There is a more fundamental issue. Experience is all we humans have. Natural science, which Eller praises, is an abstraction from human experience, focusing on those experiences that exhibit regularity or can be modeled such as by math. But not all experiences are like that. Consider, for example, Eller’s interaction with his own wife. Each such interaction is a unique non-repeatable non-reproducible historical event. People change, in their memories and personalities and bodies, circumstances change, ensuring just that. But each interaction remains valuable and more important, instructive for all that. Perhaps if God is a mighty spirit, he is at least as unpredictable as a human being.

Eller’s discussion of religious experiences violates the very tenets of reasoning he endorses in his book. Take falsifiability: is really God unpredictable? To take NDEs again, they exhibit numerous regularities, such as out-of-body perception, the “tunnel,” life review, the Being of Light, and numerous others. It is Eller who owes us an account of what experience would convince him that God exists. Victor Reppert relates that the atheist philosopher Keith Parsons told him that if the stars in the Virgo cluster were to spell out the words “Turn Or Burn This Means You Parsons,” then he would turn. Eller needs something analogous, lest his atheism be unfalsifiable.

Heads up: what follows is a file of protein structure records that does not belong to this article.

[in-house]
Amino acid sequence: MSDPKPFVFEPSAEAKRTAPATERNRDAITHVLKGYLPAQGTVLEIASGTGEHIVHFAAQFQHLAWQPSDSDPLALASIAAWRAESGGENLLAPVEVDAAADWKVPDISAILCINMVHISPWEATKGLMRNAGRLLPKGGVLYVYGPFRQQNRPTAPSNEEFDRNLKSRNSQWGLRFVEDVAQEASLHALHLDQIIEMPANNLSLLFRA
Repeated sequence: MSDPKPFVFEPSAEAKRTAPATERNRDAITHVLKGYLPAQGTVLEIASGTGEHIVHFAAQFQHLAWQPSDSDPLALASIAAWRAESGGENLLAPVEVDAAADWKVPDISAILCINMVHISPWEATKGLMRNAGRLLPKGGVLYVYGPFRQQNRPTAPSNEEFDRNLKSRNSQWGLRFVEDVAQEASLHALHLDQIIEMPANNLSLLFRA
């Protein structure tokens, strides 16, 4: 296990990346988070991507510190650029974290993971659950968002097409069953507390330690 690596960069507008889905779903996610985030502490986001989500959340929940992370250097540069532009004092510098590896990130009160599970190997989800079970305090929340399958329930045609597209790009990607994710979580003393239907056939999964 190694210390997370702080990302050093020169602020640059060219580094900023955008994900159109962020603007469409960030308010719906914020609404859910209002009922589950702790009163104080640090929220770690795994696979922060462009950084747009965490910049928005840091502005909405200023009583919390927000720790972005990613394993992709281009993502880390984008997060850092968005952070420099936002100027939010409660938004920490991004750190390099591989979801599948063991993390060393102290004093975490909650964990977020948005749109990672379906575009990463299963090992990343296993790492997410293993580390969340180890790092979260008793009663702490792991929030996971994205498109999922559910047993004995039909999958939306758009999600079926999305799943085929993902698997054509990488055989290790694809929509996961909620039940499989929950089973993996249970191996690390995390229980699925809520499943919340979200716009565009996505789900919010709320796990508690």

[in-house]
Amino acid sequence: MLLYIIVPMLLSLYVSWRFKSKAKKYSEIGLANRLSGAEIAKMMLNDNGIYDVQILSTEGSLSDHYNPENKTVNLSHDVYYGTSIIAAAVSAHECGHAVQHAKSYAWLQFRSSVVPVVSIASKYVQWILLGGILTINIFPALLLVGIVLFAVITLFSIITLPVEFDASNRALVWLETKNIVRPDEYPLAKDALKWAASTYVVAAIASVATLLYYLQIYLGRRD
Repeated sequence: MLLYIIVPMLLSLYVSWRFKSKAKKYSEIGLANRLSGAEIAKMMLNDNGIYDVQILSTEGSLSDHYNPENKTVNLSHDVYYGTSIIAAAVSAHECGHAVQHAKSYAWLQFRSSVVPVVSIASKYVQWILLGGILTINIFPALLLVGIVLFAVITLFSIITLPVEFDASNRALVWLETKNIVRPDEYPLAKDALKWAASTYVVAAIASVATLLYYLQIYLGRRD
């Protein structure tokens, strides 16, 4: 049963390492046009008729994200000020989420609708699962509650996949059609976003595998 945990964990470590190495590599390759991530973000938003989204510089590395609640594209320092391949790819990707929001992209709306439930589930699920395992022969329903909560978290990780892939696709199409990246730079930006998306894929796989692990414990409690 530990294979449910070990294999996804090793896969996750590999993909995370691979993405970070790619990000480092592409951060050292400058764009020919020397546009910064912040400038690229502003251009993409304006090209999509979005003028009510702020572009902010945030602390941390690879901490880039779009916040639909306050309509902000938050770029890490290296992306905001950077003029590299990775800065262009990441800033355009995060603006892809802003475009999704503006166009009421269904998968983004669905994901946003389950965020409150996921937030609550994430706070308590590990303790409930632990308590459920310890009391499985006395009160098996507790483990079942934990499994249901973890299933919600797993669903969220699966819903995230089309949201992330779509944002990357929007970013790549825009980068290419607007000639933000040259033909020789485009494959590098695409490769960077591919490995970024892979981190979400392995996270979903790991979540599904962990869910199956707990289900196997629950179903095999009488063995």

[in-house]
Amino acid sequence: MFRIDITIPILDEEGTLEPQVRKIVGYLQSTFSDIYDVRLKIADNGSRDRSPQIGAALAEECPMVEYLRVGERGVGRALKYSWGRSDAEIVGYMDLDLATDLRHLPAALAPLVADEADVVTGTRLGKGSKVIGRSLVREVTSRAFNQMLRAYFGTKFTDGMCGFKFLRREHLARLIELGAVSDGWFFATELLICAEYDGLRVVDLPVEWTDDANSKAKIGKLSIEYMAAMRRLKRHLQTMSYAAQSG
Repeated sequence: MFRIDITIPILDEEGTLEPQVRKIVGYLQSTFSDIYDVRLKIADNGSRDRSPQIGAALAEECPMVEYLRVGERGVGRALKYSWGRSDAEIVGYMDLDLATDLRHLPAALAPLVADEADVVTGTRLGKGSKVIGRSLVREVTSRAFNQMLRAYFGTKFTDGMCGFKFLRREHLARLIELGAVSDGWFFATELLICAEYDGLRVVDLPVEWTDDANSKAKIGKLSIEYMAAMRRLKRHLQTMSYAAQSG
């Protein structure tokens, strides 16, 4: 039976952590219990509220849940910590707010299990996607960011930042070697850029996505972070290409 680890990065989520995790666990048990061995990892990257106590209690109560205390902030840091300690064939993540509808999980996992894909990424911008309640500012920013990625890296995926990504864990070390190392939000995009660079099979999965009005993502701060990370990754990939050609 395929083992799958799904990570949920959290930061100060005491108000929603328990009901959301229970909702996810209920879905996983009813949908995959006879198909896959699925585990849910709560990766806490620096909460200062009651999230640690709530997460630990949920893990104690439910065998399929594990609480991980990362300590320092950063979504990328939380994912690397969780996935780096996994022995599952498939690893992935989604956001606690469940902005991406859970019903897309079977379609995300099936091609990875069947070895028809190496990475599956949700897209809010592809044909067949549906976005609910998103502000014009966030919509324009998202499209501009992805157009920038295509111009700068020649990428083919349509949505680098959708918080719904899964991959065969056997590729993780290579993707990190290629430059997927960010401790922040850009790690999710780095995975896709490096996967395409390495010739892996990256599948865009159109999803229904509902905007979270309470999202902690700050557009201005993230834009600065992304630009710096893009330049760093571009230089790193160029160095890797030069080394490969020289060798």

Or consider “honesty”: “the evidence ‘must be evaluated without self-deception’.” (69) But Eller dishonestly and uncharitably calls all experiencers deceivers or the deceived. His rationality quickly evaporates, revealing only rancor and fanaticism inside.